Ep 71: AI in Business – Healthcare Use Cases


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Technology is transforming industries at an unprecedented pace, and the healthcare sector is no exception. In a recent episode of the "Everyday AI" podcast, experts explored the potential of Artificial Intelligence (AI) in healthcare, uncovering various use cases that can revolutionize the way we deliver and receive medical services. As a business owner or decision maker, understanding these advancements presents a remarkable opportunity to enhance healthcare operations, improve patient experiences, and potentially save lives.

Overcoming Resistance:

Implementing new technologies in healthcare has historically faced resistance due to strict regulations and the experiences of burnout among healthcare providers. However, the episode highlights the evolving nature of technology and how humans have adapted to harness its potential. As a business owner, it is crucial to recognize that AI in healthcare is not a mere trend but a transformative force destined to reshape the industry.

Complex Adoption Process:

Integrating AI in healthcare comes with its own set of complexities. Compared to other fields, healthcare requires extensive training, workflow changes, and compliance with regulations such as HIPAA. Consequently, the adoption process may be more time-consuming and costly. However, the benefits of AI in healthcare far outweigh the challenges, as it allows for substantial improvements in patient care, diagnostic accuracy, and operational efficiency.

Enhancing Healthcare Operations:

One of the significant advantages of AI lies in its ability to analyze vast amounts of data and identify patterns. As mentioned in the podcast, AI can analyze electronic health records to pinpoint high-risk patients and shift medical practices from intervention to prevention. Furthermore, AI-powered chatbots can assist with appointment scheduling, enhancing the availability of specialists and boosting patient satisfaction.

Empowering Aging with AI:

The aging population presents unique challenges, and AI can play a pivotal role in addressing them. By leveraging AI monitoring systems, elderly individuals can age comfortably at home while receiving real-time health assessments. For example, AI algorithms can detect conditions such as diabetes or heart disease and ensure prompt medical attention is provided. This enhanced support system not only alleviates the burden on caregivers but also enables seniors to maintain their independence and well-being.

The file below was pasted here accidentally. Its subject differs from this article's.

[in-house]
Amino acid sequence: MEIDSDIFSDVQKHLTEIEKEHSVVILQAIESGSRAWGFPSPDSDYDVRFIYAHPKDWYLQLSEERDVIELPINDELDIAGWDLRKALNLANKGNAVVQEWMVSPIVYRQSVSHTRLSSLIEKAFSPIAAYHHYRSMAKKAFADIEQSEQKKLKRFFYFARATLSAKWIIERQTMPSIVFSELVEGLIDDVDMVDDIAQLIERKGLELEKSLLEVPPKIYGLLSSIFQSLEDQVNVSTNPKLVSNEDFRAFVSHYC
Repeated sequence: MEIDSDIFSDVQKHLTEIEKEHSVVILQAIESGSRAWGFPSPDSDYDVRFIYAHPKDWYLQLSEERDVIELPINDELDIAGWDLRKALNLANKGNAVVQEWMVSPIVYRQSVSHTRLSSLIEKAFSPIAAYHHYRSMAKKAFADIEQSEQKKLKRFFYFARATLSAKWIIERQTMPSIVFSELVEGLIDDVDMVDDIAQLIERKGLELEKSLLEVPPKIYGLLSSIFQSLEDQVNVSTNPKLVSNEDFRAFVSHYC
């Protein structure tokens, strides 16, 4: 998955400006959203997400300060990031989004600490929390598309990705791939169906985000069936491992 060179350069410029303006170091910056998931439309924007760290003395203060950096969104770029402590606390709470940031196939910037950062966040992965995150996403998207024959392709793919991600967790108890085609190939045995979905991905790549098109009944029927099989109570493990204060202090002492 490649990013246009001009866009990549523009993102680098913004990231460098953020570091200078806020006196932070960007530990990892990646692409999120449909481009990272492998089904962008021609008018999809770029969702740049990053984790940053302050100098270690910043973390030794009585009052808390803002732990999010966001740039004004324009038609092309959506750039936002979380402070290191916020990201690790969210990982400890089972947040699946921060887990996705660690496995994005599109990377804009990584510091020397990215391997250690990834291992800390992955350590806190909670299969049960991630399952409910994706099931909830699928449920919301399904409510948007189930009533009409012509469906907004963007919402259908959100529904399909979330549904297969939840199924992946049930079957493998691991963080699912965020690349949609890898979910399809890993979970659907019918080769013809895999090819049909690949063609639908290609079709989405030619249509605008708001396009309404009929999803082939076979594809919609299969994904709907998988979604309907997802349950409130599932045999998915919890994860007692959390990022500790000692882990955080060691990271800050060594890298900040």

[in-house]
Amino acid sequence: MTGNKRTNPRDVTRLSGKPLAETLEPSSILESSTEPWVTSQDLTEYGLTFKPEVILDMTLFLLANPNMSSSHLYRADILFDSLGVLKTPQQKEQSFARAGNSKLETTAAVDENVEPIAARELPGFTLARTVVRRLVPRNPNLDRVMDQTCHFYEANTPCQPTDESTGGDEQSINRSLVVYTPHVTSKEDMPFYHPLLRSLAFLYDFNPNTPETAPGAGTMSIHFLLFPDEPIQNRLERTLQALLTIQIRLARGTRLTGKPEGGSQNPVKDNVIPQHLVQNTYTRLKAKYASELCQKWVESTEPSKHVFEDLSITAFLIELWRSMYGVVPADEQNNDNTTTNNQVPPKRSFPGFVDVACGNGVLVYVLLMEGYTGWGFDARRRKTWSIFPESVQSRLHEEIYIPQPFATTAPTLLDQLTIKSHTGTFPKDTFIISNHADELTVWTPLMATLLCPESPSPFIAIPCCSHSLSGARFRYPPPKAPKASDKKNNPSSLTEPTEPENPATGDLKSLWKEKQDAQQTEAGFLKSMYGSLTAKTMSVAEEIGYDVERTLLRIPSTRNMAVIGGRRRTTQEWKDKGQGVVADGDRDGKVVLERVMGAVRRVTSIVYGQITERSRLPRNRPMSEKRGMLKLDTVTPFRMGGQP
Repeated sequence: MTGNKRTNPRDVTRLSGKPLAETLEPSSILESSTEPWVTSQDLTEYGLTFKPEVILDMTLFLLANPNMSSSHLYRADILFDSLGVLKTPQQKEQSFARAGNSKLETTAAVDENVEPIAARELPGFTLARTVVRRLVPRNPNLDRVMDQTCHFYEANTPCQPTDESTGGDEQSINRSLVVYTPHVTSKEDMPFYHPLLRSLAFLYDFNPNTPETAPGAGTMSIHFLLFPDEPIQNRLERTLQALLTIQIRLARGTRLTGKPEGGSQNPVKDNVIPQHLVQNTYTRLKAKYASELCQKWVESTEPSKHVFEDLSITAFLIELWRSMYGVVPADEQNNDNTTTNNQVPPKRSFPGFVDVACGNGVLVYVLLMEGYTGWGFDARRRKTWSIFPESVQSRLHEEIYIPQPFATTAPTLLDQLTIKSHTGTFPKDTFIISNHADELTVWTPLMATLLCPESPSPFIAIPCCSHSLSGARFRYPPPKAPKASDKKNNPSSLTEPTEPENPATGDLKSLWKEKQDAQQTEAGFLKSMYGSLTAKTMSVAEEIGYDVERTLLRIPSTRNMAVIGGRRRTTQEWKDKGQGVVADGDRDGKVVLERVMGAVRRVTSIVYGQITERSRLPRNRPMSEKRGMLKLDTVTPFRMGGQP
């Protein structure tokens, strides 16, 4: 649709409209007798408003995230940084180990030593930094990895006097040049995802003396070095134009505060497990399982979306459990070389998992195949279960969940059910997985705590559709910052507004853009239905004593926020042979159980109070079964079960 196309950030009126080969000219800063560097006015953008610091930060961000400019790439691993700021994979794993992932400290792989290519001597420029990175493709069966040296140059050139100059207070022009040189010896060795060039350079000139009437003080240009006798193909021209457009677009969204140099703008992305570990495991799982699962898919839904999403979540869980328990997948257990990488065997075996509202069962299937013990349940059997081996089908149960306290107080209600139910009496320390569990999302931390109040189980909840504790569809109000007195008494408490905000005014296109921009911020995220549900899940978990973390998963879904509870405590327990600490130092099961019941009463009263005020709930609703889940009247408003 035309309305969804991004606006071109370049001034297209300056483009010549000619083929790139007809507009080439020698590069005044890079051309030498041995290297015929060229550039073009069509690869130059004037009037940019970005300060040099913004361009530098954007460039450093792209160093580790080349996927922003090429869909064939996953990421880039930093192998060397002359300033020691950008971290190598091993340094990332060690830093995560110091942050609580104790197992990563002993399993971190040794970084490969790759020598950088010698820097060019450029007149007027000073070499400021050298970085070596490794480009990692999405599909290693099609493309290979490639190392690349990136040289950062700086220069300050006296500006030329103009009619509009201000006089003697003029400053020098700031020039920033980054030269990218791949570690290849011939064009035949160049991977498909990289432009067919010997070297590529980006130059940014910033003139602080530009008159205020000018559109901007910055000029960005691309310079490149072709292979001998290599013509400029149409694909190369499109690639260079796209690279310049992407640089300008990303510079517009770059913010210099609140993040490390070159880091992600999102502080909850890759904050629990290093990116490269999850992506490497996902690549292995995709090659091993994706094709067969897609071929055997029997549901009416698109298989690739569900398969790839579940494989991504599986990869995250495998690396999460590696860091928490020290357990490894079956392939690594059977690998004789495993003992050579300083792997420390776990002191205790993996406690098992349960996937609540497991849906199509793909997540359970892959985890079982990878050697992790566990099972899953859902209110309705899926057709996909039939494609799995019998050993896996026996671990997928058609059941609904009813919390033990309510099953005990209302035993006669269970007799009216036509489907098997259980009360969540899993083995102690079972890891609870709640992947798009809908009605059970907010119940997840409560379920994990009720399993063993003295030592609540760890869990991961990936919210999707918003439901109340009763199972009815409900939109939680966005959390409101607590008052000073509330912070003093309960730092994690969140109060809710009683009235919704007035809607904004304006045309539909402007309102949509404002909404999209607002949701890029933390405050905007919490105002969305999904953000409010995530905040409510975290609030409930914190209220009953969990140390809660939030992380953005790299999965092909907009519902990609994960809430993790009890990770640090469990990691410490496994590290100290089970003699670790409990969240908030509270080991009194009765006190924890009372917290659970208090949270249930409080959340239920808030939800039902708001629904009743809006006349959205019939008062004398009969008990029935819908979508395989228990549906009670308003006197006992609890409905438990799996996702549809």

Centralized Data Centers:

In a fragmented US healthcare system, the consolidation of data from different health systems becomes a necessity. Insurance companies are working towards creating centralized data centers to facilitate access to critical data in emergencies and disasters. While challenges exist due to state laws, striking a balance between local autonomy and access to larger datasets holds immense potential, especially with the support of federal funding.


AI is poised to revolutionize the healthcare industry, offering unprecedented opportunities to improve patient outcomes and streamline operations. As a business owner or decision maker, staying informed about the potential of AI in healthcare is vital. Embracing these advancements not only benefits your organization but also contributes to the overall progression of the healthcare sector. By prioritizing user feedback, ensuring human oversight, and addressing ethical concerns, we can unlock the full potential of AI in healthcare and create a better future for all. Let us step forward into this transformative era and embrace the power of AI to revolutionize the world of healthcare.

Topics Covered

- Caring for aging individuals in their homes
    - Growing issue with the aging baby boomer population in the US.
    - Anticipation of integrating AI technologies for remote healthcare support.
- Future of personalized healthcare
    - Data monitoring and chatbots trained on personal data for treatment.
- Concerns about mistrust of AI and hallucinations
    - Inaccurate information provided by language models.
    - Need to address concerns as a society.
- Using chatbots to answer FAQs and provide personalized responses
    - Segmentation of patient population for targeted communication.
- AI to identify bottlenecks and improve staff utilization
    - Burnout as a significant problem in healthcare.
- Supercomputers for personalized treatments in cancer
    - DeepMind and IBM Watson using large data sets.
    - Collaboration between Regeneron Pharmaceuticals and Geisinger Health System for new drug development.
- Human oversight in advanced data analytics and AI
    - Human validation of recommendations.
- Concerns about data safety and third-party access
    - Importance of complying with HIPAA regulations

Podcast Transcript

Daily AI news

Jordan Wilson [00:00:18]:

How is AI going to change the health care industry? Well, there's probably a lot of ways, and that's one of the things that we're gonna be talking about today on everyday AI. This is your daily live stream podcast and free daily newsletter to help everyday people like you and me, not just learn about what's going on in the world of AI because there's a lot, but how we can also leverage it, right, because that's the important part. We can read all the new stories and look at all the new tools and techniques, but if we can't put it into use in our day to day lives and understand what it means, then we're just gonna get left behind.

So let's keep up together and let's first before we bring on our guests and we talk AI And Business And Healthcare use cases. let me just remind everyone. This is a live show. So if you have any questions, please drop them. But before we get to that, let's first talk about what's going on in the world of AI news.